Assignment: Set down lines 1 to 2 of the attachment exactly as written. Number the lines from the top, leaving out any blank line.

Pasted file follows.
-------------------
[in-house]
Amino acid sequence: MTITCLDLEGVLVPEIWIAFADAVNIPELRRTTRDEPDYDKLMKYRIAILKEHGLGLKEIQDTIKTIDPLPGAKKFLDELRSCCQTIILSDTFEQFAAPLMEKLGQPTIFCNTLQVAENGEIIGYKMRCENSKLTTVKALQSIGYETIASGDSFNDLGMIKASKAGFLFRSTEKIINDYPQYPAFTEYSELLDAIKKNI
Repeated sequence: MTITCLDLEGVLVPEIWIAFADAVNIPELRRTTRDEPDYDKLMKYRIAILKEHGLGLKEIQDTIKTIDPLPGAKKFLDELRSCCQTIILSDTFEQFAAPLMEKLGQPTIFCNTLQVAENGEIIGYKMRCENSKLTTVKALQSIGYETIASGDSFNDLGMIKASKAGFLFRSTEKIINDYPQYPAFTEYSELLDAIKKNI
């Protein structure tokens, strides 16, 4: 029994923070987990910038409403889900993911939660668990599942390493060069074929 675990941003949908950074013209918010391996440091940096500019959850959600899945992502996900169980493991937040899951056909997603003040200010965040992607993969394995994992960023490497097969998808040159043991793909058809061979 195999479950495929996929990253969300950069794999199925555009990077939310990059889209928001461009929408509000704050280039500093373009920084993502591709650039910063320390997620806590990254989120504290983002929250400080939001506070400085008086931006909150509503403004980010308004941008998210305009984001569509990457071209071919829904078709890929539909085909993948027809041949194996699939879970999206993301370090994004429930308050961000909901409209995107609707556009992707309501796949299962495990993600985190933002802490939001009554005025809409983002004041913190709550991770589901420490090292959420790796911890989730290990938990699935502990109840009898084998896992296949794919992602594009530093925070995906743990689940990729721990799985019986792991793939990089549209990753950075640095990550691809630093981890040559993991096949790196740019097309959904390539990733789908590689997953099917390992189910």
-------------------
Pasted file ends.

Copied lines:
[in-house]
Amino acid sequence: MTITCLDLEGVLVPEIWIAFADAVNIPELRRTTRDEPDYDKLMKYRIAILKEHGLGLKEIQDTIKTIDPLPGAKKFLDELRSCCQTIILSDTFEQFAAPLMEKLGQPTIFCNTLQVAENGEIIGYKMRCENSKLTTVKALQSIGYETIASGDSFNDLGMIKASKAGFLFRSTEKIINDYPQYPAFTEYSELLDAIKKNI